Monday, December 13, 2010

The Top and Bottom of the Swatch Building

I recently re-visited the Nicolas G. Hayek Center (aka the Swatch Building) in Ginza. Created by that Japanese architectural wizard, Shigeru Ban, it is a fantastic solution to the nearly impossible problem of showcasing seven of the company's best-selling brands on a prominent but narrow parcel amid Ginza, Tokyo's high end shopping district. Ban's competition-winning building begins with a four-story void connecting the streets at the front and back of the property. It is also the staging area for seven elevators, each one a tiny, satellite showroom leading directly to the brand's boutique above or below grade. If you would like to read more about the building, here is the link to the piece I wrote for Architectural Record shortly after the building's completion (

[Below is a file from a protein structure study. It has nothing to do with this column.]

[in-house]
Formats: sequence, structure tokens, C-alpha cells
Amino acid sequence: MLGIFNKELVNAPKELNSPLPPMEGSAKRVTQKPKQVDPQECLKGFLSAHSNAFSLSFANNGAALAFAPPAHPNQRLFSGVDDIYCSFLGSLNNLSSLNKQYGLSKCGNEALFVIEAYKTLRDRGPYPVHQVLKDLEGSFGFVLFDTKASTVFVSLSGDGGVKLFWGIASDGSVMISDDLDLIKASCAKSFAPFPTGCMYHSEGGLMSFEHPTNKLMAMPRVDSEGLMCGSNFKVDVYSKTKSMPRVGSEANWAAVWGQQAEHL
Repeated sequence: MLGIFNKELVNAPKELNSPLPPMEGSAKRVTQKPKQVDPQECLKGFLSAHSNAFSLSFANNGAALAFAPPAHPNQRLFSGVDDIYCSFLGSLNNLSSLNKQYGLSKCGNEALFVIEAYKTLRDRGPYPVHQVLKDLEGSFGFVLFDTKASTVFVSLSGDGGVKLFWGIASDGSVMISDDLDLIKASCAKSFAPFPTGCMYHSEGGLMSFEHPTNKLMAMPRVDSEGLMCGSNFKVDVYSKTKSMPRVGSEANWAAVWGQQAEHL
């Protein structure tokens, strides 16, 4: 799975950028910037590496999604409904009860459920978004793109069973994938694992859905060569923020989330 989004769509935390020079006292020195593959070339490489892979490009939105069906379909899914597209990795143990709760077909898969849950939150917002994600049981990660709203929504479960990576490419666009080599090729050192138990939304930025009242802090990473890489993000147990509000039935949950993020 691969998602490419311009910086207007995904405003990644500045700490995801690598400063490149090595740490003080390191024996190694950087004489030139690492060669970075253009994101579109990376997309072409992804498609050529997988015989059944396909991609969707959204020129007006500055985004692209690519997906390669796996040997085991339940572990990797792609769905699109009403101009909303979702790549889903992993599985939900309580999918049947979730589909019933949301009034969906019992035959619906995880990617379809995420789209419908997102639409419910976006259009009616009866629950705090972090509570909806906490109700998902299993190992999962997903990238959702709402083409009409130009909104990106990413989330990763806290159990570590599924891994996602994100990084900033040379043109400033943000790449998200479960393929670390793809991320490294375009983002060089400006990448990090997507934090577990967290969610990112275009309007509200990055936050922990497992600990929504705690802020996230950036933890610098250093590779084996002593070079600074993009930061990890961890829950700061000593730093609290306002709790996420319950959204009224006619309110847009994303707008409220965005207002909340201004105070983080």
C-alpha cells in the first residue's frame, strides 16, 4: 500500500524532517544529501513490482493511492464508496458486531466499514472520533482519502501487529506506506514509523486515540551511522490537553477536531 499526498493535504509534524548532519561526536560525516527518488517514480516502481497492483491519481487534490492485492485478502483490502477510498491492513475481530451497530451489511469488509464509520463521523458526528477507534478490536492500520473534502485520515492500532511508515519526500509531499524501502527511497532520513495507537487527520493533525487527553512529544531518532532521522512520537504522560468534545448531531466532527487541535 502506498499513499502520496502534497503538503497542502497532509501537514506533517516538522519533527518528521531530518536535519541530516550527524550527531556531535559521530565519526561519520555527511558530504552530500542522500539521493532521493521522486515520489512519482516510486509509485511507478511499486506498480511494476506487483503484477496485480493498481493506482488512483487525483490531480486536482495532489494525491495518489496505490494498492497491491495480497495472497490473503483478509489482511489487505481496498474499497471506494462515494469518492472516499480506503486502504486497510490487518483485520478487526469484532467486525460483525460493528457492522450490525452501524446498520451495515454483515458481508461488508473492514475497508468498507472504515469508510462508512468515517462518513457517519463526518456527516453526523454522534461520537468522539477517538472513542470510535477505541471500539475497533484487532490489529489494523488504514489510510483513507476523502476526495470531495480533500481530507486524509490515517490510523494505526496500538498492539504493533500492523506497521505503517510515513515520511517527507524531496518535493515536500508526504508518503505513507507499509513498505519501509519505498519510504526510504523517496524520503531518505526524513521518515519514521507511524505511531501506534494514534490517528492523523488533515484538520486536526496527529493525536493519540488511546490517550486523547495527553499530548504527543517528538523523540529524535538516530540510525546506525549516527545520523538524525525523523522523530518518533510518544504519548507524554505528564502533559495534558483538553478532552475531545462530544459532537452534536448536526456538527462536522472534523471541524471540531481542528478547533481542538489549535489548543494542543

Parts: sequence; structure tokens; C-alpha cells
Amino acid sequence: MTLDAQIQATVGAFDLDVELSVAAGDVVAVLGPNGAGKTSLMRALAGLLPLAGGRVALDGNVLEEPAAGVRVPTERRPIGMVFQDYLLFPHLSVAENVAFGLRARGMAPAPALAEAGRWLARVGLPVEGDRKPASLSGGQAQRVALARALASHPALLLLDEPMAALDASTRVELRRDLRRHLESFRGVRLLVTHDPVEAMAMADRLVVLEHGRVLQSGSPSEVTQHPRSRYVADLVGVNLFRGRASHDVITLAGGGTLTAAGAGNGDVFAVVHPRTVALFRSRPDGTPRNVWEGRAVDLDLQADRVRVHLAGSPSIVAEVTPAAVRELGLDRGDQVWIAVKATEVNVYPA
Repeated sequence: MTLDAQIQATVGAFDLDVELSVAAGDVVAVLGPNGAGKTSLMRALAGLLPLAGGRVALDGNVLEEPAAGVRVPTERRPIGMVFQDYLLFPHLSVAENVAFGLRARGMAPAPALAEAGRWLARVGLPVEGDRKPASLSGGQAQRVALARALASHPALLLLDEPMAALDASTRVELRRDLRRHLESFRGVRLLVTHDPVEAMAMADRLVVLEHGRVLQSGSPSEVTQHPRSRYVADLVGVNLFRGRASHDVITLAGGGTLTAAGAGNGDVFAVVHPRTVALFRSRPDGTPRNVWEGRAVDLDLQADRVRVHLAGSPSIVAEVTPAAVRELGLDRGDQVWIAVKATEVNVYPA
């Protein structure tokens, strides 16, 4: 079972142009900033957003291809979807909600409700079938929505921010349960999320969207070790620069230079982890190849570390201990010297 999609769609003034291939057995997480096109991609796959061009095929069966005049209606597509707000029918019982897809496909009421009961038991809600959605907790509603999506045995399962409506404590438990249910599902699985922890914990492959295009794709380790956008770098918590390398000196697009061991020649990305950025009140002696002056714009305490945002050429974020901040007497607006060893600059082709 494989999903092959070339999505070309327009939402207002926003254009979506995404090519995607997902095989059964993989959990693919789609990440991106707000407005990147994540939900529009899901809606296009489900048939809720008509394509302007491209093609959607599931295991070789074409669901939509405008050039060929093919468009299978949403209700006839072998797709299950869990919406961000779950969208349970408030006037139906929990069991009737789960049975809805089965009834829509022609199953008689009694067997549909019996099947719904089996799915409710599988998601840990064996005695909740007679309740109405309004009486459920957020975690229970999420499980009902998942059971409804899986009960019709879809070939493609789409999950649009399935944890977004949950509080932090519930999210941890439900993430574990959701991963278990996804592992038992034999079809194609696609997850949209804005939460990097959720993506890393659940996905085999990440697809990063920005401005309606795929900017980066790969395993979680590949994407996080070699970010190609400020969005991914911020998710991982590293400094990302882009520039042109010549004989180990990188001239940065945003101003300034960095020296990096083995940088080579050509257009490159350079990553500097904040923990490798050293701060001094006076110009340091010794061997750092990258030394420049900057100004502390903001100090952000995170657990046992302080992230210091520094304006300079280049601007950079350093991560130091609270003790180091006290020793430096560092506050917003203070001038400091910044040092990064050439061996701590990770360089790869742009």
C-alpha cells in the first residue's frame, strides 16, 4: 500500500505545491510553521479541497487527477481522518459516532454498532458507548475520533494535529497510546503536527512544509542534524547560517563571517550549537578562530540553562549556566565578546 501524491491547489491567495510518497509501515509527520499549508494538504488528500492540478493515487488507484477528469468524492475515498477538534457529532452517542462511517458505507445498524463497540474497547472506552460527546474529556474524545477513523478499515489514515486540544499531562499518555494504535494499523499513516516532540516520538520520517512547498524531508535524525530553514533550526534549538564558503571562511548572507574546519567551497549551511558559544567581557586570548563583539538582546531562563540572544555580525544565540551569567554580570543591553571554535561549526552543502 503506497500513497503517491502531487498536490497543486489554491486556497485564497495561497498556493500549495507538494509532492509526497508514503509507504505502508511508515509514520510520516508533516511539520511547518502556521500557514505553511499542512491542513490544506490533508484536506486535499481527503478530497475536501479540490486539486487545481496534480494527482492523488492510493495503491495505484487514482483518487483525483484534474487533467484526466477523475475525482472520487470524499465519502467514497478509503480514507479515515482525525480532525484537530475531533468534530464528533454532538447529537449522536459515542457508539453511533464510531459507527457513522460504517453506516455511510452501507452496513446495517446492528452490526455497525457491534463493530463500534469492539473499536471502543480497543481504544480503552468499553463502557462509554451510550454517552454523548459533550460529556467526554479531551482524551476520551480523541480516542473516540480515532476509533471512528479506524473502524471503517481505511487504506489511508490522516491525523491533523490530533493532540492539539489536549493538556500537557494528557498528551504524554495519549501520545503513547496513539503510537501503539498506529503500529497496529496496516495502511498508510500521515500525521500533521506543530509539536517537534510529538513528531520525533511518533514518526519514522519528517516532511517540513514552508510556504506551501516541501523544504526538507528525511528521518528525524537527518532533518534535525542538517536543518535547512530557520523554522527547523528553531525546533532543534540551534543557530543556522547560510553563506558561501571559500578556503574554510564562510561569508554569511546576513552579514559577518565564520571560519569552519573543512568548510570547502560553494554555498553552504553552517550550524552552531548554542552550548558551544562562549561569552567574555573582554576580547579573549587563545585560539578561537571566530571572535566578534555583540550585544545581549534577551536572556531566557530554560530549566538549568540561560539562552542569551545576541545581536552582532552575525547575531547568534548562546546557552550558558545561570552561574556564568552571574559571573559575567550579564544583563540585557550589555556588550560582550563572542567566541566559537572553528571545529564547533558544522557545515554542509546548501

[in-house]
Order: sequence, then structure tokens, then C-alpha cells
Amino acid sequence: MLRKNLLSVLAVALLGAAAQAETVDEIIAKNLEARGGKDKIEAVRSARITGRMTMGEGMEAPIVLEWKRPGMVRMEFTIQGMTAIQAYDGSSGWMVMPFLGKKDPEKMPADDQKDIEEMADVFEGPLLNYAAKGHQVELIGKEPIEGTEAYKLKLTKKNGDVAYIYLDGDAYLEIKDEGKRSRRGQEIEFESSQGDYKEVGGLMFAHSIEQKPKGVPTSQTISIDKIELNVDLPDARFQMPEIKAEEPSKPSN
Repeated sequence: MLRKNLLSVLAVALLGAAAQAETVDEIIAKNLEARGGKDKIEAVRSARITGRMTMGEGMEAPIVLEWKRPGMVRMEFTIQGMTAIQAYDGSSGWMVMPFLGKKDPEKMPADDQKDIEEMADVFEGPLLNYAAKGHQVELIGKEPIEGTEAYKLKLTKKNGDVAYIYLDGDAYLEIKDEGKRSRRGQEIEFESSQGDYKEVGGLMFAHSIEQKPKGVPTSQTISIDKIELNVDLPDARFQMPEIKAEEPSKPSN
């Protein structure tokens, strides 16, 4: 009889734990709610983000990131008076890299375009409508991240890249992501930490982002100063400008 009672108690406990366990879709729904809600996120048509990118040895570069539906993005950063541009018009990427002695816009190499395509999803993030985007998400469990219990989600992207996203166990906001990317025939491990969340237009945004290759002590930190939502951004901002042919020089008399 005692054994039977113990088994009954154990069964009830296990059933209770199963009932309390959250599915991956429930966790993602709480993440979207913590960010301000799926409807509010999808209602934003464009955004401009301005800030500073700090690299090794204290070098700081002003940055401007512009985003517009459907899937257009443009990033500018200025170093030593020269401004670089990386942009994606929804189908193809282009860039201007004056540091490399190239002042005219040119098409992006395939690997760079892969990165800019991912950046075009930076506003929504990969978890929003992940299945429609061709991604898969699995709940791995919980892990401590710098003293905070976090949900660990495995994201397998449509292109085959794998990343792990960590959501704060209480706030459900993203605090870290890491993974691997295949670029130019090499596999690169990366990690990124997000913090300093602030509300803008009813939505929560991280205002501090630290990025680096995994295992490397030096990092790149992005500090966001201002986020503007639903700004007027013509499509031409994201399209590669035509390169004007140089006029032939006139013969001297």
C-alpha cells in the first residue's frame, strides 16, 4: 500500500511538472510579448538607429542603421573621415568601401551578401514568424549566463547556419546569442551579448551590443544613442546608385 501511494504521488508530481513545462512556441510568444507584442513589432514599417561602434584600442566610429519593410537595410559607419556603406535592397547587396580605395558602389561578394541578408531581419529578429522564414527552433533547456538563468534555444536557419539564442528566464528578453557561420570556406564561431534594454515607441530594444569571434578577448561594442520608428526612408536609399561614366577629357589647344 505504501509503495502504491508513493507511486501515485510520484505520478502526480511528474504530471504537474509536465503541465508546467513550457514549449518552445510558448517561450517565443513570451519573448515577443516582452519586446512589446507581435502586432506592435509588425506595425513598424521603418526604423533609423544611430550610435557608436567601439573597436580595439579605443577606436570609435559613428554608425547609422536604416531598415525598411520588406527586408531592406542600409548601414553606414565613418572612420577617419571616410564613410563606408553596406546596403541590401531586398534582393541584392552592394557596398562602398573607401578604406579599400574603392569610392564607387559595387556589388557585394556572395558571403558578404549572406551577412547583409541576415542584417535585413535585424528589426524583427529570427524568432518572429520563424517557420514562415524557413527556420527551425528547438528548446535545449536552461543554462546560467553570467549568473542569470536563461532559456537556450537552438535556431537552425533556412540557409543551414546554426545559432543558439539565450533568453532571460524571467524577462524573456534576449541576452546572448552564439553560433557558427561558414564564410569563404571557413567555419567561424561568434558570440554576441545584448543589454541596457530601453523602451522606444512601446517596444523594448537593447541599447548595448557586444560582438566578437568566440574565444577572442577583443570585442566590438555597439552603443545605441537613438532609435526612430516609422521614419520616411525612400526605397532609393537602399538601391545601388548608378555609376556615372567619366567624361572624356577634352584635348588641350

The top of the building is crowned with a grand party room overlooking the city. A precursor to Ban's unique building for The Centre Pompidou Metz that opened earlier this year, the room is covered with a wavy roof supported by woven steel strips that morph into organic, tree-shaped, see-through columns doubling as conduits for drain pipes etc.

Accessed via stairs or an elevator cab lined with bands of the colorful clocks all buckled together, the Swatch shop anchors the bottom of the building. The basement-level boutique was not designed by Ban but by Swatch's worldwide space planner. Sorry Swatch people, this was a missed opportunity. Just think what Ban could have and would have done.

No comments:

Post a Comment